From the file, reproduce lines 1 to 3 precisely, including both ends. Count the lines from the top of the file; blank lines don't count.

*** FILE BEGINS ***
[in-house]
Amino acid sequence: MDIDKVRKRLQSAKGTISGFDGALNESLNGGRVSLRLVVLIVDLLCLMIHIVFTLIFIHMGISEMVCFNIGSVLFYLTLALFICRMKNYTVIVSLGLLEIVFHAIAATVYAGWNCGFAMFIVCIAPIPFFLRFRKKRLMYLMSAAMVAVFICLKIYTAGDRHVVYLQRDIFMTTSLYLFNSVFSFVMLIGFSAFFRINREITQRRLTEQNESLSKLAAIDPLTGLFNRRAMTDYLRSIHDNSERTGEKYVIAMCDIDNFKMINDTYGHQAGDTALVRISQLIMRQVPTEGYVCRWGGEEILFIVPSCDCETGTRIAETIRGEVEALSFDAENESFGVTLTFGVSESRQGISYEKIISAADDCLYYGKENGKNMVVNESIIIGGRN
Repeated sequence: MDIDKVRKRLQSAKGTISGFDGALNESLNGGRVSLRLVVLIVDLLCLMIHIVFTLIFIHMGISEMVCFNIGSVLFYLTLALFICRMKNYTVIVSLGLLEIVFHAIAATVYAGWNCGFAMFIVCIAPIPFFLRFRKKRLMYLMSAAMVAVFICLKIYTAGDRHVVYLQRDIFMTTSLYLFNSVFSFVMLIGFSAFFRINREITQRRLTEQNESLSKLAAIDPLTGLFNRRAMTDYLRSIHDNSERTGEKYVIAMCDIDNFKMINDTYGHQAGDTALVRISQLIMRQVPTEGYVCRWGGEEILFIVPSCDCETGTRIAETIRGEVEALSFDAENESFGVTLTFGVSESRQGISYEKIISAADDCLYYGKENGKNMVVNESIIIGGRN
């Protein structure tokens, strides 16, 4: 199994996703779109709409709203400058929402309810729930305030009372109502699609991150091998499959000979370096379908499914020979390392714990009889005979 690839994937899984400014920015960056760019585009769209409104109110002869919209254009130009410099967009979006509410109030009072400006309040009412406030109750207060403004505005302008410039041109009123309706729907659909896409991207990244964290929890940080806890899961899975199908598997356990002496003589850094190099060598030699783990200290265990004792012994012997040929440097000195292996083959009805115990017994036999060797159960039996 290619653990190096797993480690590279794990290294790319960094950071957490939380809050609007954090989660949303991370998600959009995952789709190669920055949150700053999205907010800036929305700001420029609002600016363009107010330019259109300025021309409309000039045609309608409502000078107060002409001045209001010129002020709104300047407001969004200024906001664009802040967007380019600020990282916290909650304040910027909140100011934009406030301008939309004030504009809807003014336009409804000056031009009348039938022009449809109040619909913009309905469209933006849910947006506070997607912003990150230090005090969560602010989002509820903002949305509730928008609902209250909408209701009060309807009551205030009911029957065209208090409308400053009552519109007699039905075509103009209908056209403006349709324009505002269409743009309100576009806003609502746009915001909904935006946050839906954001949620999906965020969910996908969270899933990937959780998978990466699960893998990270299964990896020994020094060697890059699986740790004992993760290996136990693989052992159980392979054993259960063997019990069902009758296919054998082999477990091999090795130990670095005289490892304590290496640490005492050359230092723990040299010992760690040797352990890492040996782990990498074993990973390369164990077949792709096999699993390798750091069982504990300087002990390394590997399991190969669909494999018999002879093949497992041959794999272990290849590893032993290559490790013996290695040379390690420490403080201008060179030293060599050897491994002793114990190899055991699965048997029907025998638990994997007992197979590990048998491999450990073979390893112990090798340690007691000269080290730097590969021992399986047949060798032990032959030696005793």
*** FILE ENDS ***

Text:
[in-house]
Amino acid sequence: MDIDKVRKRLQSAKGTISGFDGALNESLNGGRVSLRLVVLIVDLLCLMIHIVFTLIFIHMGISEMVCFNIGSVLFYLTLALFICRMKNYTVIVSLGLLEIVFHAIAATVYAGWNCGFAMFIVCIAPIPFFLRFRKKRLMYLMSAAMVAVFICLKIYTAGDRHVVYLQRDIFMTTSLYLFNSVFSFVMLIGFSAFFRINREITQRRLTEQNESLSKLAAIDPLTGLFNRRAMTDYLRSIHDNSERTGEKYVIAMCDIDNFKMINDTYGHQAGDTALVRISQLIMRQVPTEGYVCRWGGEEILFIVPSCDCETGTRIAETIRGEVEALSFDAENESFGVTLTFGVSESRQGISYEKIISAADDCLYYGKENGKNMVVNESIIIGGRN
Repeated sequence: MDIDKVRKRLQSAKGTISGFDGALNESLNGGRVSLRLVVLIVDLLCLMIHIVFTLIFIHMGISEMVCFNIGSVLFYLTLALFICRMKNYTVIVSLGLLEIVFHAIAATVYAGWNCGFAMFIVCIAPIPFFLRFRKKRLMYLMSAAMVAVFICLKIYTAGDRHVVYLQRDIFMTTSLYLFNSVFSFVMLIGFSAFFRINREITQRRLTEQNESLSKLAAIDPLTGLFNRRAMTDYLRSIHDNSERTGEKYVIAMCDIDNFKMINDTYGHQAGDTALVRISQLIMRQVPTEGYVCRWGGEEILFIVPSCDCETGTRIAETIRGEVEALSFDAENESFGVTLTFGVSESRQGISYEKIISAADDCLYYGKENGKNMVVNESIIIGGRN